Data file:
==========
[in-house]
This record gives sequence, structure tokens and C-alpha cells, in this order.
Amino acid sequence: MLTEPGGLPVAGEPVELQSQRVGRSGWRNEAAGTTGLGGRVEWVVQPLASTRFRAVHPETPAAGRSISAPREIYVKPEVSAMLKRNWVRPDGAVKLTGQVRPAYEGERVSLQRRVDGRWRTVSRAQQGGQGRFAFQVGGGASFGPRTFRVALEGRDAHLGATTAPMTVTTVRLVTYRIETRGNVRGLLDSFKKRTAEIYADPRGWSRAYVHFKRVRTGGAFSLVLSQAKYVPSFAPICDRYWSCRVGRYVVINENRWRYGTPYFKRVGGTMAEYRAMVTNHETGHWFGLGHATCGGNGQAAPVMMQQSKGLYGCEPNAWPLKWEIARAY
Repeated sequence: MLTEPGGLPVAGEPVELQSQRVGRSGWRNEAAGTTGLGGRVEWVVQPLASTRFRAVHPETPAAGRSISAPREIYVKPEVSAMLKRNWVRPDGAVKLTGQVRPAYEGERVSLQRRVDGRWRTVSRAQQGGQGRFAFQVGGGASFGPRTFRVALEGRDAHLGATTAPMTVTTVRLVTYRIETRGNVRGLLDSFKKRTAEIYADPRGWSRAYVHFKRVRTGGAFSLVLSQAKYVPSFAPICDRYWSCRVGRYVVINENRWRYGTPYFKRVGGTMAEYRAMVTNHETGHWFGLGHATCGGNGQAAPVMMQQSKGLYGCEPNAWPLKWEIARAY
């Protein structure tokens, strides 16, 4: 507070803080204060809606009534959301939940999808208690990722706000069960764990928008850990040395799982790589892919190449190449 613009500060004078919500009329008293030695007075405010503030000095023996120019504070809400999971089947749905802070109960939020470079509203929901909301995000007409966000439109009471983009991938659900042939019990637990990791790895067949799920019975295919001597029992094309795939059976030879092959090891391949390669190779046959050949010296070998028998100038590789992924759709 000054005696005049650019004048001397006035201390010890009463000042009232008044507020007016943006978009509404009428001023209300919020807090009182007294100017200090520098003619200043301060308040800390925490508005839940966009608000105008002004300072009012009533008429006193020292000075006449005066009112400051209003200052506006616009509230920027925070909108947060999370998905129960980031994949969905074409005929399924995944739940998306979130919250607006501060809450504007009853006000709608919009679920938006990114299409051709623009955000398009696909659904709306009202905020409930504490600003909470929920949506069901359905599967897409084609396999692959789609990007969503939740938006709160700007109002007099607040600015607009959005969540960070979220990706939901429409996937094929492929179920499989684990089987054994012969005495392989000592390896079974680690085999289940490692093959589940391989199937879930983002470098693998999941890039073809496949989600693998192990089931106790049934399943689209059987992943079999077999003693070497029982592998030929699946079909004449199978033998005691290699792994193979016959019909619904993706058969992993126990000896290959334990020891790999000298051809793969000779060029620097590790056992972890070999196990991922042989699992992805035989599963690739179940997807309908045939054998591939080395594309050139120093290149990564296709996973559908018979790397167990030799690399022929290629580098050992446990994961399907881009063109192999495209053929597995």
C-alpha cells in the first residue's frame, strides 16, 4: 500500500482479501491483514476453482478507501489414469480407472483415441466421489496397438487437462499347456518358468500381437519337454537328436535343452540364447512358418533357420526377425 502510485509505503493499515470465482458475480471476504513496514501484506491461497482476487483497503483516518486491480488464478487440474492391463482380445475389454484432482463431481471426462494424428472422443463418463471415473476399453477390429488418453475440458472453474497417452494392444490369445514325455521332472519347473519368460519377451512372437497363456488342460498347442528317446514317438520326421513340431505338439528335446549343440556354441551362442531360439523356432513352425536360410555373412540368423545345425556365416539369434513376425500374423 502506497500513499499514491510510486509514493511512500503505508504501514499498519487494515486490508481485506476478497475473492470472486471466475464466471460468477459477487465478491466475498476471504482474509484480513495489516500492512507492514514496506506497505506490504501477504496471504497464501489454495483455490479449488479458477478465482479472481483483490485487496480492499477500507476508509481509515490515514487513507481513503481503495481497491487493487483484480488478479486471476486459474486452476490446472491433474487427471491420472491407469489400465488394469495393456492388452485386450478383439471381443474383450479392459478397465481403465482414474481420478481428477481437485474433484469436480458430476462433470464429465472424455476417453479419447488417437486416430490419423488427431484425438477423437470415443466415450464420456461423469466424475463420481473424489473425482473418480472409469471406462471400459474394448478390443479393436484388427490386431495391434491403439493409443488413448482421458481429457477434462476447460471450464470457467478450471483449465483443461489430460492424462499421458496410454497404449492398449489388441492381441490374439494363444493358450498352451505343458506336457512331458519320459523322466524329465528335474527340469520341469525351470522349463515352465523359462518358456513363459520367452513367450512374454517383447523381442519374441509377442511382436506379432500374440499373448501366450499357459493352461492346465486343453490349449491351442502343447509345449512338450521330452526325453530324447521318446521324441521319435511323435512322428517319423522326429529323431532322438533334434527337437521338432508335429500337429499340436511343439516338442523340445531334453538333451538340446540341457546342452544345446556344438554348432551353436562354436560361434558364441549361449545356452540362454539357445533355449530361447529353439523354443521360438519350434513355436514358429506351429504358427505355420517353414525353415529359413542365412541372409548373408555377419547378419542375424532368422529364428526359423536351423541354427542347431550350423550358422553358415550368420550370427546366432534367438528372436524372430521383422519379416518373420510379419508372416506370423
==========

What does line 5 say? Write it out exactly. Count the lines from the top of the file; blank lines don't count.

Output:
């Protein structure tokens, strides 16, 4: 507070803080204060809606009534959301939940999808208690990722706000069960764990928008850990040395799982790589892919190449190449 613009500060004078919500009329008293030695007075405010503030000095023996120019504070809400999971089947749905802070109960939020470079509203929901909301995000007409966000439109009471983009991938659900042939019990637990990791790895067949799920019975295919001597029992094309795939059976030879092959090891391949390669190779046959050949010296070998028998100038590789992924759709 000054005696005049650019004048001397006035201390010890009463000042009232008044507020007016943006978009509404009428001023209300919020807090009182007294100017200090520098003619200043301060308040800390925490508005839940966009608000105008002004300072009012009533008429006193020292000075006449005066009112400051209003200052506006616009509230920027925070909108947060999370998905129960980031994949969905074409005929399924995944739940998306979130919250607006501060809450504007009853006000709608919009679920938006990114299409051709623009955000398009696909659904709306009202905020409930504490600003909470929920949506069901359905599967897409084609396999692959789609990007969503939740938006709160700007109002007099607040600015607009959005969540960070979220990706939901429409996937094929492929179920499989684990089987054994012969005495392989000592390896079974680690085999289940490692093959589940391989199937879930983002470098693998999941890039073809496949989600693998192990089931106790049934399943689209059987992943079999077999003693070497029982592998030929699946079909004449199978033998005691290699792994193979016959019909619904993706058969992993126990000896290959334990020891790999000298051809793969000779060029620097590790056992972890070999196990991922042989699992992805035989599963690739179940997807309908045939054998591939080395594309050139120093290149990564296709996973559908018979790397167990030799690399022929290629580098050992446990994961399907881009063109192999495209053929597995």